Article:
It is the 25th over of Australia's chase, David Warner has just holed out to deep midwicket for 56 off 84 balls. Australia need a further 219 runs at 8.79 runs an over. On the other end is Steve Smith, well-set on 31. He has been given the role to anchor the innings. As Warner exits the arena, all eyes roll across to the Australian dressing window. Everyone expects Glenn Maxwell. This is a situation that demands Maxwell. Australia need him and so do the game. But the Australian think-tank defies cricketing logic and sends in Usman Khawaja.
In the next seven overs, Australia score 32 runs. It takes Khawaja 20 balls to hit his first boundary; by then the asking rate has already crept over 10. Maxwell is still sitting in the dugout. With each ball, the required run-rate rises. Khawaja finally connects a few sweeps and Smith is also shifting gears, but Australia need the vigorous force like the one Hardik Pandya provided for India.
The acceleration that is required never arrives. Khawaja finally perishes to an adventurous paddle. He has scored 42 from 37 balls. He has added 69 from 72 balls with Smith, but the partnership highlights the deficiencies and bizarre strategies in place. It can be easy to blame Khawaja, but the truth is that he has not been selected to play the ‘basher' role. In hindsight, there is only one man and that is Maxwell.
As Khawaja departs, Maxwell finally arrives in the middle. The large electric scored displays the improbable equation — Australia need 151 runs from 80 balls with 7 wickets in hand. The task is astronomical, even for Maxwell. He carves out a few boundaries, but the horse has already been bolted. Social media has already erupted. The target of 353 has exposed Australia's frailties.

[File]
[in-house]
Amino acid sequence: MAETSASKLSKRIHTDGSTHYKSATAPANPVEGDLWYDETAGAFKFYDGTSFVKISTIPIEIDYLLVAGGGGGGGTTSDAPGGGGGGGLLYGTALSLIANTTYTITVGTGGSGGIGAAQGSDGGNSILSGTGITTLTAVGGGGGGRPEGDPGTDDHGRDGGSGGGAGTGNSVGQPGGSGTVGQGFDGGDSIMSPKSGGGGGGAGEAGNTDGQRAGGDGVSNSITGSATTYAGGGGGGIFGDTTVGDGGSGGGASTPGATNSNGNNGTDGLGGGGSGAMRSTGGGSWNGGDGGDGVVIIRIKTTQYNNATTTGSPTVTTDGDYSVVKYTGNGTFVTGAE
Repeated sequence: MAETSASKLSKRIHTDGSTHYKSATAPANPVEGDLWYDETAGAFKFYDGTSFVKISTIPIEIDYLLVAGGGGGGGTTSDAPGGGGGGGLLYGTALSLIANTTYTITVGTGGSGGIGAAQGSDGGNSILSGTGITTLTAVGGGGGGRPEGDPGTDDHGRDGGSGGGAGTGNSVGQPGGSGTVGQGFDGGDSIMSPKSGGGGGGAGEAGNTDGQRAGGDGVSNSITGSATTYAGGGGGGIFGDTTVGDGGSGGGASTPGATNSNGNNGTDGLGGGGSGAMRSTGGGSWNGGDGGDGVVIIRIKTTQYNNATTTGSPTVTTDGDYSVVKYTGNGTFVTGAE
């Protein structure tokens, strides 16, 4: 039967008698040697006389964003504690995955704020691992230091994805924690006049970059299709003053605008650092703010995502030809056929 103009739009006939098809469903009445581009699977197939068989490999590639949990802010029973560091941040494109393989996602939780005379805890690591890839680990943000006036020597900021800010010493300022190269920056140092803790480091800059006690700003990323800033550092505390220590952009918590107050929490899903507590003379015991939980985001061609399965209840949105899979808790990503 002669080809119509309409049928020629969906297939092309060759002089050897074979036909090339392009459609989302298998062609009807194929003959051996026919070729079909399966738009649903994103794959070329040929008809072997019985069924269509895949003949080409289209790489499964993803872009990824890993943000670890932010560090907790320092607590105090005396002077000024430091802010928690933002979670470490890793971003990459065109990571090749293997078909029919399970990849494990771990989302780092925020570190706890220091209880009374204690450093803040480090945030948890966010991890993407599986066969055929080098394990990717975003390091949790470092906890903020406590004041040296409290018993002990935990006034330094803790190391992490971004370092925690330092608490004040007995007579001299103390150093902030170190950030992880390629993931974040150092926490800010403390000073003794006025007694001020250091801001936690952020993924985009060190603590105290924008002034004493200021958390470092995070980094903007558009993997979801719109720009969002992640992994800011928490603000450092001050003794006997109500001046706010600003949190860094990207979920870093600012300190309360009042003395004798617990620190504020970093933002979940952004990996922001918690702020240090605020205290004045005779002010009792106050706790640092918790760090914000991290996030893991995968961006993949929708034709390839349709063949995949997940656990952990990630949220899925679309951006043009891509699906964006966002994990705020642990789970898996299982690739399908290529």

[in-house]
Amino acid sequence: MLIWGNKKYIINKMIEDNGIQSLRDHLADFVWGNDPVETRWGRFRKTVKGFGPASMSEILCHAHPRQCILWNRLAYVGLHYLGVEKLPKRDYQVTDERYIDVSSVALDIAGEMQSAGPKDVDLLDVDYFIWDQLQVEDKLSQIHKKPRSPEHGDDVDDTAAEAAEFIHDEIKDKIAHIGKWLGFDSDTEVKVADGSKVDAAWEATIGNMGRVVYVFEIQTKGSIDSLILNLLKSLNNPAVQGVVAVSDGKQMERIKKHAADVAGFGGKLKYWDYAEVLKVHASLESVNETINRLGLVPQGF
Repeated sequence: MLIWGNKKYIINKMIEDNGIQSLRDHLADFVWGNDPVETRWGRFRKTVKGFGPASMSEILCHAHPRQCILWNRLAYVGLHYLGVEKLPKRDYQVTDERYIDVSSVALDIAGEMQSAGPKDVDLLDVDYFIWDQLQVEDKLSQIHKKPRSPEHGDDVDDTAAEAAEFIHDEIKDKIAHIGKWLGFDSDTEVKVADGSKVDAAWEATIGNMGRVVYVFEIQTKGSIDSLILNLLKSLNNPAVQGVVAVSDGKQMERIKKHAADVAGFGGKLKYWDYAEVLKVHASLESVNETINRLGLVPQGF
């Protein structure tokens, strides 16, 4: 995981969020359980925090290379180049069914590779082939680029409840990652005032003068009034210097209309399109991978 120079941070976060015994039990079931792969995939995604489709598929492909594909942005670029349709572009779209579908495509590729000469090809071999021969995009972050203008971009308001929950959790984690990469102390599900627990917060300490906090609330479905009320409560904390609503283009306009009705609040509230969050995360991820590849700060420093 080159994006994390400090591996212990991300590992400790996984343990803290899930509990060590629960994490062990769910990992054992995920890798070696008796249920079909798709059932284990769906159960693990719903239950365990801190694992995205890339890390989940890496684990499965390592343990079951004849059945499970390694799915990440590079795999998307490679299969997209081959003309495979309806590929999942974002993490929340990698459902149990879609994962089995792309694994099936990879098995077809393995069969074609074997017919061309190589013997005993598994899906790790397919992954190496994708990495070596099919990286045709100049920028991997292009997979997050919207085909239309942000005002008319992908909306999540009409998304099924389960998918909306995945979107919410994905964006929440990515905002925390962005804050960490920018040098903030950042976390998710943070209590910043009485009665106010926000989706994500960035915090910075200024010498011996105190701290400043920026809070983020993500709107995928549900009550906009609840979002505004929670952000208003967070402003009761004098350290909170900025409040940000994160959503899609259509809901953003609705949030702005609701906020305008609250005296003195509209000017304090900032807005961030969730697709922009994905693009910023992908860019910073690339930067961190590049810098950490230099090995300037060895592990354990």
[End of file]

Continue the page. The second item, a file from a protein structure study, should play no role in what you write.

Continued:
Before the loss to India, Australia have won 10 matches on the trot, so the cracks had not been out in the open. Suddenly, with one loss, there are recurring questions. Is Maxwell the single source of energy in the middle order? Can Smith and Khawaja be in the same playing XI, given they play a similar role and does Warner need to be more expansive at the start?
Australia didn't need all their armour against Afghanistan, and if Nathan Coulter-Nile had not played the innings of his life against the West Indies, there would be more queries about the batting order. Australia clearly got it wrong against India. But 300-plus totals will need to be chased if Australia are to achieve the lofty heights of 2015 and relying solely on Maxwell is not the solution.
Opposition teams are bound to study how India meticulously unravelled Australia with bat and ball. On Sunday, Warner, Smith, and Khawaja all played a comparable role. One of them needed to be dynamic. Perhaps it was the reckless shots the top order played against the West Indies that affected their minds. But chasing 353 needed a more assertive approach. To make matters worse, there are no quick remedies. Shaun Marsh is also a builder and not a thrasher, so the approach needs to be changed and the players need to be more flexible. Australia could afford to be regimented against weaker oppositions, but teams such as India or England will test them.
Like the batting, the bowling also lacks depth. The minute Rohit Sharma and Shikhar Dhawan walked out to the middle, they had one task in mind: Forget the runs just don't get out to the opening spell from Mitchell Starc and Pat Cummins. Other teams are bound to mirror that tactic. The reason for that is Australia's second tier bowling in Nathan Coulter-Nile, Adam Zampa and Marcus Stoinis can be milked for runs without having to take too many risks.
Coincidently, a large part of Australia's success in the last 10 matches had been built upon Zampa taking wickets in the middle. On Sunday, Dhawan made it a personal mission to unsettle him and it put an extra burden on the likes of Stoinis, Coulter-Nile, and Maxwell. Teams will look to imitate India, and Australia need to find a solution.
The 10-match winning streak has been broken and perhaps this is the loss Australia needed to rectify a few issues. India have shown other teams how to undo Australia with a simple and concise plan. The onus is now on Australia to devise an alternative solution.